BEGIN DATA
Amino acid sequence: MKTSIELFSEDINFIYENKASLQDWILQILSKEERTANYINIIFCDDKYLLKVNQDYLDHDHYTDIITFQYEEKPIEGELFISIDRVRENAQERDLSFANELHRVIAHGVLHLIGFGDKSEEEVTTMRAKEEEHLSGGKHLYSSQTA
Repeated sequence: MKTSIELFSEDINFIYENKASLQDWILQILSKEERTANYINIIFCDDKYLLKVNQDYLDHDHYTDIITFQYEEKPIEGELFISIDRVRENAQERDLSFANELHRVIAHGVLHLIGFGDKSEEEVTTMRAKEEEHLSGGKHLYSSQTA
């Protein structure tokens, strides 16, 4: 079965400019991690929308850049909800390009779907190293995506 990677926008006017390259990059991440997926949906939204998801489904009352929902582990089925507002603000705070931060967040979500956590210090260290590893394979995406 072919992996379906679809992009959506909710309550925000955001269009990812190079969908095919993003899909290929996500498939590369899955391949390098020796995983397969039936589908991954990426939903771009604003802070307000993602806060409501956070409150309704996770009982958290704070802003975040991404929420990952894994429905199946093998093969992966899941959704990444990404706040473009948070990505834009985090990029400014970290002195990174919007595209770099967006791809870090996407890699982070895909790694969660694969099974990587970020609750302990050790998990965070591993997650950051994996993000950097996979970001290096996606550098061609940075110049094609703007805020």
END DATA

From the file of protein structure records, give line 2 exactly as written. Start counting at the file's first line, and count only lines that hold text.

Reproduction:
Repeated sequence: MKTSIELFSEDINFIYENKASLQDWILQILSKEERTANYINIIFCDDKYLLKVNQDYLDHDHYTDIITFQYEEKPIEGELFISIDRVRENAQERDLSFANELHRVIAHGVLHLIGFGDKSEEEVTTMRAKEEEHLSGGKHLYSSQTA